Lt. Gov. Susan Bysiewicz joined West Hartford Town Manager Matt Hart, Bloomfield Mayor Suzette DeBeatham-Brown, Bloomfield Town Manager Phil Schenck, and Director of the West Hartford-Bloomfield Health District Aimee Krauss to hear about the launch of COVID-19 vaccination clinics for health care workers and first responders.
By Ronni Newton
The arrival last Wednesday of 500 doses of Moderna’s COVID-19 vaccine was cause for celebration at the West Hartford-Bloomfied Health District, and Health Director Aimee Krauss said the process of vaccinating front line health care workers and medical first responders who work for both Bloomfield and West Hartford began first thing the next day.
Lt. Gov. Susan Bysiewicz visited the Health District Monday morning to hear firsthand from Krauss about the process, and was joined by West Hartford Town Manager Matt Hart, Bloomfield Mayor Suzette DeBeatham-Brown, and Bloomfield Town Manager Phil Schenck.
“It is very important for the people of our state to get vaccinated,” Bysiewicz said. “This is our very top priority and the governor and I are trying to encourage all nursing home residents, all health care workers, front line workers, all the people in the top priority categories to get vaccinated.”
Both vaccines from Pfizer and Moderna have a 94% effectiveness rate, and limited side effects, she said, noting how important it is to educate everyone in the state about the COVID-19 vaccine.
Lisa Nowak, a West Hartford resident and retired school nurse, received her first dose of the Moderna vaccine Monday morning. She has been assisting the Health District at flu clinics for the past several years and will be administering the COVID-19 vaccine at future clinics.
“I feel that it’s a responsibility and something that I can do to help keep the health of our citizens and our friends and family. That’s why I got my vaccine today, so I can go and vaccinate you guys when they get all of this set up,” Nowak said.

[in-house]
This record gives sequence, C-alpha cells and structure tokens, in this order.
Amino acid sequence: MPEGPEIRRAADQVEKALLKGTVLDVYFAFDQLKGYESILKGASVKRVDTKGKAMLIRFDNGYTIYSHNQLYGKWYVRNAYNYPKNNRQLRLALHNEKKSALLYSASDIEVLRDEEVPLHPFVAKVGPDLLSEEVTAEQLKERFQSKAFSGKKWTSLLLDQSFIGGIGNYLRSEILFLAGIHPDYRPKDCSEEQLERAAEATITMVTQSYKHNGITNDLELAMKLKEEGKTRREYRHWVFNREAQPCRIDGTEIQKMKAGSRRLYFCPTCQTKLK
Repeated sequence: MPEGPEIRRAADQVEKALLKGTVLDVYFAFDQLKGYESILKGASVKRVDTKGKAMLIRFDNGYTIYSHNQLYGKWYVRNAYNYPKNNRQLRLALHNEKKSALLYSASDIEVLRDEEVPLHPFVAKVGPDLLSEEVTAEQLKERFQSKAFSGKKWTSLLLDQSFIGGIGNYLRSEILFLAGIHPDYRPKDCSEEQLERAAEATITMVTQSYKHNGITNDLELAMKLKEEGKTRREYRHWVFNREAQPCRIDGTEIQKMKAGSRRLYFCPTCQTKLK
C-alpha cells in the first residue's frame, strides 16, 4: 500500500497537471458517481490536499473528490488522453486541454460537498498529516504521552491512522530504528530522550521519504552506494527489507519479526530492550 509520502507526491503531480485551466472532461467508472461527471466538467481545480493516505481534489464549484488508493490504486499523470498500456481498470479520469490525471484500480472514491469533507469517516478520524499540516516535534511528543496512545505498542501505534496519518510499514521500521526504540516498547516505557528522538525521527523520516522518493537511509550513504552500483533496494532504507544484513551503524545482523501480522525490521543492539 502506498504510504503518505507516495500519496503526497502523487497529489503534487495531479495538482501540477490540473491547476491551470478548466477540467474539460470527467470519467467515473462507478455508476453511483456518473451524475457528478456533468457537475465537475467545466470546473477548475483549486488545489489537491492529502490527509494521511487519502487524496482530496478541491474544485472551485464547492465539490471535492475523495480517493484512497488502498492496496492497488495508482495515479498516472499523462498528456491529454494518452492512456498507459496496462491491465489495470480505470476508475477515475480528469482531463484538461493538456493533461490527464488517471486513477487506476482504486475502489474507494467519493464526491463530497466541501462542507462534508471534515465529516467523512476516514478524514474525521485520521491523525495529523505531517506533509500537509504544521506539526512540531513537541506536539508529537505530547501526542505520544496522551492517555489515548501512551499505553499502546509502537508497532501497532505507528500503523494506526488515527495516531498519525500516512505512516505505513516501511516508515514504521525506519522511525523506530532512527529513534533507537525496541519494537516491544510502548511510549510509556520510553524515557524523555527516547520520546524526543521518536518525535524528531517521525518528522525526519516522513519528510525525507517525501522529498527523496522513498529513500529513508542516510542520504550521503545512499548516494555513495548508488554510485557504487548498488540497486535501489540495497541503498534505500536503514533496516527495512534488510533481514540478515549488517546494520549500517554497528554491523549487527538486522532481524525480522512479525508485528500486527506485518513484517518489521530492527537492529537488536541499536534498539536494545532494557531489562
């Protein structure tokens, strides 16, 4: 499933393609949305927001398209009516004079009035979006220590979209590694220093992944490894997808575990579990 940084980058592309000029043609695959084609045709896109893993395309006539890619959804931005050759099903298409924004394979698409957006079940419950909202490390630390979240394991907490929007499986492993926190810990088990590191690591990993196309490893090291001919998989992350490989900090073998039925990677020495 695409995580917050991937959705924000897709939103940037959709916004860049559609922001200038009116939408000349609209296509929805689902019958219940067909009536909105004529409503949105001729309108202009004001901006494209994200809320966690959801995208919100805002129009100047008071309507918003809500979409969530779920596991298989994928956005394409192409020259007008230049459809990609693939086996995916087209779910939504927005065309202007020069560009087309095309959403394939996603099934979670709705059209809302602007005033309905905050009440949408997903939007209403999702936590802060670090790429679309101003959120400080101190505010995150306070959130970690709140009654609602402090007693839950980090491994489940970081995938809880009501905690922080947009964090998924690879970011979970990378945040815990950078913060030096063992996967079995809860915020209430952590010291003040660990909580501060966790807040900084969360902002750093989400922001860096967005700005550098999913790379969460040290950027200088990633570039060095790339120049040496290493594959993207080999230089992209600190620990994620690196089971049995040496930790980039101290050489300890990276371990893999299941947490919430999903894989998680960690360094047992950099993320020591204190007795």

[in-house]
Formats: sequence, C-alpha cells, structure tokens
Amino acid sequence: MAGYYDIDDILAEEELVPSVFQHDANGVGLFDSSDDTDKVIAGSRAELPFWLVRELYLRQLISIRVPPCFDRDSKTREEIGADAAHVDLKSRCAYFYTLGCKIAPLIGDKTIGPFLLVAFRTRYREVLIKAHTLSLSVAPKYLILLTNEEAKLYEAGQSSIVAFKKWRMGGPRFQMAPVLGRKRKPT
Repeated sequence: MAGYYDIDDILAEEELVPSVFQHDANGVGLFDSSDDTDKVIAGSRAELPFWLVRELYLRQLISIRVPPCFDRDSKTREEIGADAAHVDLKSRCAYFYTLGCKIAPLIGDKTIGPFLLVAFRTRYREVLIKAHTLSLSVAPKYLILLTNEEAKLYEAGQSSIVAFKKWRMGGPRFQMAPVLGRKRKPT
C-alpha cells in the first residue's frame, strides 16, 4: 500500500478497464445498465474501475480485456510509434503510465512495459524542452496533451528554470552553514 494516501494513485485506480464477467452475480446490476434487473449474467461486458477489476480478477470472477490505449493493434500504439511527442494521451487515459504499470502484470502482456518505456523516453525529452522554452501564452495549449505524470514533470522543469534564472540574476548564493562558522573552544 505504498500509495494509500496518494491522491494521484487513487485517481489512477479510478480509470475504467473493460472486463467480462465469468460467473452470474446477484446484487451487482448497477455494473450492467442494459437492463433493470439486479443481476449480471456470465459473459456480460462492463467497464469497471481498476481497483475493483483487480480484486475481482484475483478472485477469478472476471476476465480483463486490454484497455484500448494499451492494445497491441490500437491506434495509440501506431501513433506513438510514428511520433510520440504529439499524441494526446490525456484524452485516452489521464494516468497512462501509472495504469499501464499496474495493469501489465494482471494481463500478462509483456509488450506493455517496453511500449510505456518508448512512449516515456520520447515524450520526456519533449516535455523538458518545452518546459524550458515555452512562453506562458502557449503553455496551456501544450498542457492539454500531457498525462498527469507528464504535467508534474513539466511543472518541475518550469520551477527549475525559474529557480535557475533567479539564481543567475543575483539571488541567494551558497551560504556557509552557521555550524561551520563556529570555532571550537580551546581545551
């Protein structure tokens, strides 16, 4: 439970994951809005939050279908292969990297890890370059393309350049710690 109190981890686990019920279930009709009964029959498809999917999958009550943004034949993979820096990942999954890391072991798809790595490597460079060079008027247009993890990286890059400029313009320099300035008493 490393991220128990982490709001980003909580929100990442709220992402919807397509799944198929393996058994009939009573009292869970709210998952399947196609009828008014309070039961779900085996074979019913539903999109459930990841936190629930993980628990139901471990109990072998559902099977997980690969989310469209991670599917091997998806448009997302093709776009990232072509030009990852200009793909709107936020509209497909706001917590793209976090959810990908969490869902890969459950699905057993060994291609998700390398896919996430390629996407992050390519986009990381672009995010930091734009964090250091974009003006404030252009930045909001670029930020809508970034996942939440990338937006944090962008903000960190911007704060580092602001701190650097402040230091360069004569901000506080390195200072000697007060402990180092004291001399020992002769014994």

“These are the boots on the ground,” DeBeatham-Brown said of those who work for the Health District. “This Health District is first in the fight … and stands ready in time to serve our entire community.”
Hart, who chairs the Health District, encouraged everyone to get vaccinated when possible. “We’re going to do our best to educate our community about the importance of getting vaccinated in a timely way as they become eligible.”
Krauss said the day after receiving the 500 doses, on Thursday, Dec. 24, “we began our vaccinations of our first responders.” The Health District will initially vaccinate those who are in Phase 1A, which includes nurses – public as well as non-public school nurses for both West Hartford and Bloomfield – firefighters who serve as emergency medical responders, and police officers who are also often the first to respond to medical calls.
The Health District is a licensed outpatient clinic, and the drive-through flu clinics it conducted in the fall were for preparation “in anticipation of planning a mass vaccination” for COVID-19, Krauss said. “We’re ready for it, we’ve been planning for it, and we’re excited to have it.”
The West Hartford-Bloomfield Health District is one of 21 health districts in the state to receive initial doses of the vaccine.
West Hartford has approximately 220 public safety employees who will be eligible to receive the vaccine as part of Phase 1A, Hart said, and Schenck said Bloomfield has about 160 who are in front line public safety roles, including volunteer firefighters and ambulance corps members. The remainder of the initial supply of the Health District’s doses will also go to the school nurses.
Krauss said the Health District is on track to provide vaccines to members of Phase 1B when they become eligible, and she is excited to have the opportunity, as an outpatient clinic, to be part of the vaccination process.
“It’s an exciting time for us,” Krauss said. “We received our first case of COVID in March, we’ve been doing this seven days a week, almost 24 hours a day, so this is exciting news for us. We’ve continued contact tracing from the very beginning.” She said with each positive case, there can be 10 other people who might be associated with them.
DeBeatham-Brown said having the opportunity to provide some relief from the pandemic is exciting – to help residents, businesses and schools return to some type of new normal. “We are excited to see a light at the end of the tunnel, knowing it’s not a freight train.”
Bysiewicz said that working through the logistics of the vaccination process, and also prioritizing communities of color and the most vulnerable communities, are also critical for the administration.
Gov. Ned Lamont said during a press briefing Monday afternoon that 36,276 doses of either the Pfizer-BioNTech or the Moderna vaccine have been administered thus far in the state.
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